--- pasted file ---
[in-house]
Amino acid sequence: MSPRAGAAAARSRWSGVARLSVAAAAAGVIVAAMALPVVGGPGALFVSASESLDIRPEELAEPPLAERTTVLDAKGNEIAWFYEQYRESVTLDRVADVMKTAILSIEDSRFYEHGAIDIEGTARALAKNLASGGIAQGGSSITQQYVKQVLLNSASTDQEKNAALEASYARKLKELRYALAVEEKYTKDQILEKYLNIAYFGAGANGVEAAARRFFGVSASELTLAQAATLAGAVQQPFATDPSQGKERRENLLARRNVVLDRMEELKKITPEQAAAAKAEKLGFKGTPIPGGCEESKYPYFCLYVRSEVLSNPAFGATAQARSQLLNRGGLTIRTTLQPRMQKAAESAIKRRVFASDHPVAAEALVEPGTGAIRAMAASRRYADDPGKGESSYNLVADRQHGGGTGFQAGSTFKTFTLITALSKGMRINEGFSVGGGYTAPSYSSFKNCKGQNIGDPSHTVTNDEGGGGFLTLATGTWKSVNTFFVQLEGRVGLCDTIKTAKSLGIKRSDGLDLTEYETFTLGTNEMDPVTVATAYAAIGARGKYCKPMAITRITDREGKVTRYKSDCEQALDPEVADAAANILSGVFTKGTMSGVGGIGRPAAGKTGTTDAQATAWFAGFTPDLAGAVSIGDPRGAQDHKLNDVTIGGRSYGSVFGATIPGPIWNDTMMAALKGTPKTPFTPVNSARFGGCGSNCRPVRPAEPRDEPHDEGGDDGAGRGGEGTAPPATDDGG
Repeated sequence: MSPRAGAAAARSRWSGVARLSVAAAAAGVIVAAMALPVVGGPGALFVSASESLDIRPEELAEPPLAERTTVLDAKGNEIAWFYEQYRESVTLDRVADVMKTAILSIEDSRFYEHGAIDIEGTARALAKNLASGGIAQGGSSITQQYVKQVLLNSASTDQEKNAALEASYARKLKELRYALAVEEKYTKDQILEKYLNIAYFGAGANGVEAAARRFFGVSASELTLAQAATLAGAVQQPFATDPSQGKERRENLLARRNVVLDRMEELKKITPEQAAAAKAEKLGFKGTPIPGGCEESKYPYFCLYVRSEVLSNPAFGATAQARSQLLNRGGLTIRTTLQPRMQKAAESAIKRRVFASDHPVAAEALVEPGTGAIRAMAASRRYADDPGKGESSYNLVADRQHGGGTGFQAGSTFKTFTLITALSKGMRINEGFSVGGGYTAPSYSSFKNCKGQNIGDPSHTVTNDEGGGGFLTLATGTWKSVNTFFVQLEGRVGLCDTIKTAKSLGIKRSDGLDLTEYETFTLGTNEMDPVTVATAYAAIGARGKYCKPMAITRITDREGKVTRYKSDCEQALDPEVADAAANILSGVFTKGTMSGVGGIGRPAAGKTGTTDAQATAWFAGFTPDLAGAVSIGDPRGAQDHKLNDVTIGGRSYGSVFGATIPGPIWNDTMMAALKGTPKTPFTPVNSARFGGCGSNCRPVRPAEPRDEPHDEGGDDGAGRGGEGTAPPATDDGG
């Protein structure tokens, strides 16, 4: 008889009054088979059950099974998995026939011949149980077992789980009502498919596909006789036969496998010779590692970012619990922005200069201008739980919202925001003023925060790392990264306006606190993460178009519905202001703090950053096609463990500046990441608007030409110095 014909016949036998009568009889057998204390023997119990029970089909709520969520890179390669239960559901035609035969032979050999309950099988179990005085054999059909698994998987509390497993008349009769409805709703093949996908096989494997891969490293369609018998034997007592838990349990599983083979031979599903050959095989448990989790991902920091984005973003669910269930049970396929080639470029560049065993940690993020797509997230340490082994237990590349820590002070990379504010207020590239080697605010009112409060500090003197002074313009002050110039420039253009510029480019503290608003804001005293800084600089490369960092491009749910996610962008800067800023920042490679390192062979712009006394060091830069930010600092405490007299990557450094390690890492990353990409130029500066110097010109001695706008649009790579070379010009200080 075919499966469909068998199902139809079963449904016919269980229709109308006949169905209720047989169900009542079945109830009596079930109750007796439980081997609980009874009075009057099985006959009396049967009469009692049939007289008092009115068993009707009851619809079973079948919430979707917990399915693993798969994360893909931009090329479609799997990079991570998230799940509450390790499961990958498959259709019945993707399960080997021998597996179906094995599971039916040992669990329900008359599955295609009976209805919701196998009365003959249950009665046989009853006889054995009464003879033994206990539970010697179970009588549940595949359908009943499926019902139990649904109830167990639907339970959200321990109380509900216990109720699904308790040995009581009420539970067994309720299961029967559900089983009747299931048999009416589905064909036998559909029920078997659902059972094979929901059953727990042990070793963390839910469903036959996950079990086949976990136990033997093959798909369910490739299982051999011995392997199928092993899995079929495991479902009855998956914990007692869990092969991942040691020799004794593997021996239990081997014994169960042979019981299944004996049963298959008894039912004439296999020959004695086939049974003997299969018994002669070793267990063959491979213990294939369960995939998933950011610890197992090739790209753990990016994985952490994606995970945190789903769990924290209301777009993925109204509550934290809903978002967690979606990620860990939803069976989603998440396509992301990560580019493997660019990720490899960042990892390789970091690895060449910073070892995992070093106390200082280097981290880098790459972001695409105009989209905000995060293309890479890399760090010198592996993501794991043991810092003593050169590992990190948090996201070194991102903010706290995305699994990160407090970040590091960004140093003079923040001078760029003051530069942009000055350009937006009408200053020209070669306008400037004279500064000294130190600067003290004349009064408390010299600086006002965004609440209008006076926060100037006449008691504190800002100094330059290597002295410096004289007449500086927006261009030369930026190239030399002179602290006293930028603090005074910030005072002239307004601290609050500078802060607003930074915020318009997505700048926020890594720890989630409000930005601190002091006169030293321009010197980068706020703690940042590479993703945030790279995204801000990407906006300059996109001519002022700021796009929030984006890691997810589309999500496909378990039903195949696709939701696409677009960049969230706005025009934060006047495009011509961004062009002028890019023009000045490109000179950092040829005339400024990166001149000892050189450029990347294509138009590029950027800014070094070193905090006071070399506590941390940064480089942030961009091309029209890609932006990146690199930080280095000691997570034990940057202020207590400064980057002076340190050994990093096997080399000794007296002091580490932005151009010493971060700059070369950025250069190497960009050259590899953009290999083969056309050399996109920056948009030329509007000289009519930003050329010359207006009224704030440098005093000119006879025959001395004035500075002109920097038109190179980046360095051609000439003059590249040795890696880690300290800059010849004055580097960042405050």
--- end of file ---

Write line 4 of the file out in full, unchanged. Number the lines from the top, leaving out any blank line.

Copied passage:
């Protein structure tokens, strides 16, 4: 008889009054088979059950099974998995026939011949149980077992789980009502498919596909006789036969496998010779590692970012619990922005200069201008739980919202925001003023925060790392990264306006606190993460178009519905202001703090950053096609463990500046990441608007030409110095 014909016949036998009568009889057998204390023997119990029970089909709520969520890179390669239960559901035609035969032979050999309950099988179990005085054999059909698994998987509390497993008349009769409805709703093949996908096989494997891969490293369609018998034997007592838990349990599983083979031979599903050959095989448990989790991902920091984005973003669910269930049970396929080639470029560049065993940690993020797509997230340490082994237990590349820590002070990379504010207020590239080697605010009112409060500090003197002074313009002050110039420039253009510029480019503290608003804001005293800084600089490369960092491009749910996610962008800067800023920042490679390192062979712009006394060091830069930010600092405490007299990557450094390690890492990353990409130029500066110097010109001695706008649009790579070379010009200080 075919499966469909068998199902139809079963449904016919269980229709109308006949169905209720047989169900009542079945109830009596079930109750007796439980081997609980009874009075009057099985006959009396049967009469009692049939007289008092009115068993009707009851619809079973079948919430979707917990399915693993798969994360893909931009090329479609799997990079991570998230799940509450390790499961990958498959259709019945993707399960080997021998597996179906094995599971039916040992669990329900008359599955295609009976209805919701196998009365003959249950009665046989009853006889054995009464003879033994206990539970010697179970009588549940595949359908009943499926019902139990649904109830167990639907339970959200321990109380509900216990109720699904308790040995009581009420539970067994309720299961029967559900089983009747299931048999009416589905064909036998559909029920078997659902059972094979929901059953727990042990070793963390839910469903036959996950079990086949976990136990033997093959798909369910490739299982051999011995392997199928092993899995079929495991479902009855998956914990007692869990092969991942040691020799004794593997021996239990081997014994169960042979019981299944004996049963298959008894039912004439296999020959004695086939049974003997299969018994002669070793267990063959491979213990294939369960995939998933950011610890197992090739790209753990990016994985952490994606995970945190789903769990924290209301777009993925109204509550934290809903978002967690979606990620860990939803069976989603998440396509992301990560580019493997660019990720490899960042990892390789970091690895060449910073070892995992070093106390200082280097981290880098790459972001695409105009989209905000995060293309890479890399760090010198592996993501794991043991810092003593050169590992990190948090996201070194991102903010706290995305699994990160407090970040590091960004140093003079923040001078760029003051530069942009000055350009937006009408200053020209070669306008400037004279500064000294130190600067003290004349009064408390010299600086006002965004609440209008006076926060100037006449008691504190800002100094330059290597002295410096004289007449500086927006261009030369930026190239030399002179602290006293930028603090005074910030005072002239307004601290609050500078802060607003930074915020318009997505700048926020890594720890989630409000930005601190002091006169030293321009010197980068706020703690940042590479993703945030790279995204801000990407906006300059996109001519002022700021796009929030984006890691997810589309999500496909378990039903195949696709939701696409677009960049969230706005025009934060006047495009011509961004062009002028890019023009000045490109000179950092040829005339400024990166001149000892050189450029990347294509138009590029950027800014070094070193905090006071070399506590941390940064480089942030961009091309029209890609932006990146690199930080280095000691997570034990940057202020207590400064980057002076340190050994990093096997080399000794007296002091580490932005151009010493971060700059070369950025250069190497960009050259590899953009290999083969056309050399996109920056948009030329509007000289009519930003050329010359207006009224704030440098005093000119006879025959001395004035500075002109920097038109190179980046360095051609000439003059590249040795890696880690300290800059010849004055580097960042405050």